Friday, 11 November 2011

Invisible Cities by Italo Calvino

Without a doubt Invisible Cities is the most intriguing, unusual book I have read. It is so much so a bookseller made a point of telling me it was odd when I bought it off him. He didn’t sound altogether convinced I would enjoy it.
The book is at worst surreal and confusing, at best beautiful, poetic and meaningful. To describe it best I would say it is, pure and simple, an ode to the city; any city you care to think of. Calvino is clearly a man who appreciated everything about cities from their basic design, location and purpose to the people who live in them.

The basic premise of the book is that Kublai Khan, a Chinese Emperor of immense power has vast territories he can never hope to visit in his lifetime so he employs envoys to travel the globe and report back to him on what they have seen. One of these envoys is the Italian adventurer Marco Polo who weaves wonderful descriptions of the many cities he has seen. The descriptions are often brief and rarely take up more than a page (often significantly less)and interspersed every ten pages or so are discussions between Kublai and Marco which are often very philosophical in nature.

I feel that occasionally Calvino was guilty of being too mysterious and cryptic. Sometimes I just didn’t understand what he was trying to say;

“It is a city made only of exceptions, exclusions, incongruities, contradictions. If such a city is the most improbable, by reducing the number of abnormal elements, we increase the probability that the city really exists. So I have only to subtract exceptions from my model, and in whatever direction I proceed, I will arrive at one of the cities which, always as an exception, exist…”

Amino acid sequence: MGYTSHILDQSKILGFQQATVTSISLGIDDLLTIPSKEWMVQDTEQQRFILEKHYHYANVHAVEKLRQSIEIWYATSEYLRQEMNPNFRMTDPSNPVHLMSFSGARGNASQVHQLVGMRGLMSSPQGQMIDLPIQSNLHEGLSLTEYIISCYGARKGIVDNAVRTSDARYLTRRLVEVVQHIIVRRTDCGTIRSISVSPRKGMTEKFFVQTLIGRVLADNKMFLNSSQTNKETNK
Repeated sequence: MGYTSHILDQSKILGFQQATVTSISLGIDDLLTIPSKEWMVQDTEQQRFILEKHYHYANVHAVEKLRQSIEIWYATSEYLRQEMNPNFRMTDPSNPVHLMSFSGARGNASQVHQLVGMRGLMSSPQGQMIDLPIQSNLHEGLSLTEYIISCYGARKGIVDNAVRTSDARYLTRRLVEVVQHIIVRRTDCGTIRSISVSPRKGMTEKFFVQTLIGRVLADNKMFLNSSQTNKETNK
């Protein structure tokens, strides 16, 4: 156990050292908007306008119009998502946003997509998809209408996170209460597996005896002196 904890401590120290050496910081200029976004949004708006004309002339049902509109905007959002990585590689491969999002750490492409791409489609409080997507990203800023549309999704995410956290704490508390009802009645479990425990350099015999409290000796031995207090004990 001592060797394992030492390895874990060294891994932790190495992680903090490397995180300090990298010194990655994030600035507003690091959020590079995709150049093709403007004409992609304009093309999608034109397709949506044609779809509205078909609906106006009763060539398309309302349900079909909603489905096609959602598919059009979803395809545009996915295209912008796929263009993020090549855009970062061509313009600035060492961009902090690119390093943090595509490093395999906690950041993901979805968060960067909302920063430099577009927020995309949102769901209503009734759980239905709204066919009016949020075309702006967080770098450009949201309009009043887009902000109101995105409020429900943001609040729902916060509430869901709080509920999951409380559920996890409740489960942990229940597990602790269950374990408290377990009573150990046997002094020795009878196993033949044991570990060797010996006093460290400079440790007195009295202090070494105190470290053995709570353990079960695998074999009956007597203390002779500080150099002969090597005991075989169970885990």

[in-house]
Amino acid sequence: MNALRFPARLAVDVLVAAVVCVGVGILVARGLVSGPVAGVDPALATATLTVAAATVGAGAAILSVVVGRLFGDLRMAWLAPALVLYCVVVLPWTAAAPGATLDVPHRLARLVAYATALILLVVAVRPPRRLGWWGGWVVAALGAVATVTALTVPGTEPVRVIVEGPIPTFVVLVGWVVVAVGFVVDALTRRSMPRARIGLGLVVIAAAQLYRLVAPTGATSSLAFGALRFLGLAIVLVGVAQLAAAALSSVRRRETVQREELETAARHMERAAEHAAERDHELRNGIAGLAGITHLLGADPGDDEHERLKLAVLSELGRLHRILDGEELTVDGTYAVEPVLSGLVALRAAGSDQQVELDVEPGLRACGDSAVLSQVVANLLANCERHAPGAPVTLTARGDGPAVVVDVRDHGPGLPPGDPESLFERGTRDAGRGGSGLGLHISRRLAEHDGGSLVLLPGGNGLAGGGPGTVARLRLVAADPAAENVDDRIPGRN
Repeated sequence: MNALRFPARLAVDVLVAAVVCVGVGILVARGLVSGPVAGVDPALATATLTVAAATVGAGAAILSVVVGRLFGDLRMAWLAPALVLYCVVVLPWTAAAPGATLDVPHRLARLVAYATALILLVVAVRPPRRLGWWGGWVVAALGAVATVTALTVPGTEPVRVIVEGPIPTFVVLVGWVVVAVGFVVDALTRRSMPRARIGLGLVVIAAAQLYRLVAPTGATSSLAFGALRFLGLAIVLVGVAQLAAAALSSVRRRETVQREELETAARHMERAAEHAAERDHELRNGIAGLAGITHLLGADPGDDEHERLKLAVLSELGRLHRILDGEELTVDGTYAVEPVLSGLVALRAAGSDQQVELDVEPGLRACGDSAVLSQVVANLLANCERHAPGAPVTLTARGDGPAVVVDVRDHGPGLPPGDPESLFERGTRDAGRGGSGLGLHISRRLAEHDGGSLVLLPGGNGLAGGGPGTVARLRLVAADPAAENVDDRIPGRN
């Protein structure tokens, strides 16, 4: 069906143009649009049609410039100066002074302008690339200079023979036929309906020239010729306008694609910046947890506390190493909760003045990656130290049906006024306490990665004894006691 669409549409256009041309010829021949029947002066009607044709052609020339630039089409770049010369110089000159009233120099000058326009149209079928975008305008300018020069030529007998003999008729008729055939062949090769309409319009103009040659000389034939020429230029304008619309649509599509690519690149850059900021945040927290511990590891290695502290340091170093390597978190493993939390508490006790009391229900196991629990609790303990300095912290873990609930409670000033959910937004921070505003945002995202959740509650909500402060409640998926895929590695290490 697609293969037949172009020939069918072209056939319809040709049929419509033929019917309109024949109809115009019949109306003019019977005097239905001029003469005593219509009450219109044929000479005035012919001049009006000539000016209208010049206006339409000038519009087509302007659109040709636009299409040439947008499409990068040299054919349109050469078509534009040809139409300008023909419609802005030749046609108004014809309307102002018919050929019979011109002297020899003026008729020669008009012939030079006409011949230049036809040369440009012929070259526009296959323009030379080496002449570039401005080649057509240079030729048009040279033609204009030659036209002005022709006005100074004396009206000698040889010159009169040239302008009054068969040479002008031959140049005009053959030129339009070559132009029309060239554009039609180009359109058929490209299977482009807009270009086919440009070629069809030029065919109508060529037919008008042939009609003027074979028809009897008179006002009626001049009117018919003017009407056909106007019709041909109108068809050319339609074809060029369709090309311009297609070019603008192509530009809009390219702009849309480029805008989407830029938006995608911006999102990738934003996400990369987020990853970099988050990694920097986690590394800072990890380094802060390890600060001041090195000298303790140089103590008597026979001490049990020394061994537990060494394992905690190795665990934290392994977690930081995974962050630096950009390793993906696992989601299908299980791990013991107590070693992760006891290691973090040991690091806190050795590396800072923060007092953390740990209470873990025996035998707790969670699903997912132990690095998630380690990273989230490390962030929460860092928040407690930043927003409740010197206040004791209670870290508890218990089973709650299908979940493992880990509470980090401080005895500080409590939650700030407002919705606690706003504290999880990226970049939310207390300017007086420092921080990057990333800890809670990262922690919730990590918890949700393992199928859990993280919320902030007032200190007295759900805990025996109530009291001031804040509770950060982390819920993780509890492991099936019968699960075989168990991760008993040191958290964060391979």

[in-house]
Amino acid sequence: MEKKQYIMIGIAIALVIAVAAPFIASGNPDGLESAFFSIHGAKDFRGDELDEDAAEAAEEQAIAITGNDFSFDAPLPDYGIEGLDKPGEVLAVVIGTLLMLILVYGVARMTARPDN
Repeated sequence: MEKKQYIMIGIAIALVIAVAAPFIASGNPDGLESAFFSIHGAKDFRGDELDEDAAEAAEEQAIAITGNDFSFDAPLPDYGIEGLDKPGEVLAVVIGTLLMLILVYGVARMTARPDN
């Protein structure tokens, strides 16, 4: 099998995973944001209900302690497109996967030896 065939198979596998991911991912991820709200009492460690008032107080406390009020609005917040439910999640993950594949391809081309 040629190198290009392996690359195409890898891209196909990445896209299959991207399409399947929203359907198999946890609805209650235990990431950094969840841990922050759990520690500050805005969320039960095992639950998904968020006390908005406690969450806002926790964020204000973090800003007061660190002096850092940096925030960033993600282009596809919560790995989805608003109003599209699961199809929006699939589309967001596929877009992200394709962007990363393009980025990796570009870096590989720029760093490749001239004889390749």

By and large I found the book fun, entertaining and meaningful but I would say it is certainly not a book for everyone and it takes a lot of hard work and imagination to appreciate it

Overall rating 4/5

Posted by Chris


  1. Ooh! I'm really excited about getting round to read this now! I've read If On A Winter's Night.. and I loved it, so added this one to my list.

    Glad that it's looking to be really good! Thanks for the review!

  2. Calvino intimidates me. I've been wanting to read If On A Winter's Night..., but am afraid I won't 'get it'.

  3. I love Calvino, did you know the author Steven Millhauser wrote a homage to this, in his book The Barnum Museum. Have you read If on a winters night a traveller probably my favourite Calvino.

  4. @ Bethany: You are welcome, it was my first Calvino and I was very impressed and a little awed, the man had a fantastic imagination. Never read anything quite like it.

    @ JoAnn: Don't be intimidated, just give it a try. I bet you'll love it! Even thought it's a thin book it demands the reader takes their time. I just went at a pace I was comfortable with although there were certain bits I just couldn't get.

    @ Parrish Lantern: If on a Winters Night a Traveller is on my TBR list and I'm looking forward to it, i'm guessing it will be very different but equally enjoyable. I've not heard of Steven Millhauser, would you recommend Barnum Museum?


  5. Hi Chris, I loved it, here's my post on this collection of tales

  6. I've had this one my TBR shelf for awhile now, but haven't picked it up. It sounds interesting, but I agree, a bit intimidating.

  7. @ Melissa: I know what you mean about intimidating books (I plan to tackle Ulysses in the new year!) but Calvino is definitely worth the effort! :o)


  8. Reading Invisible Cities is like reading the mean of life and death and emptiness and fullness and being left without any true understanding of what just happened except that you're better for it. Perfect.

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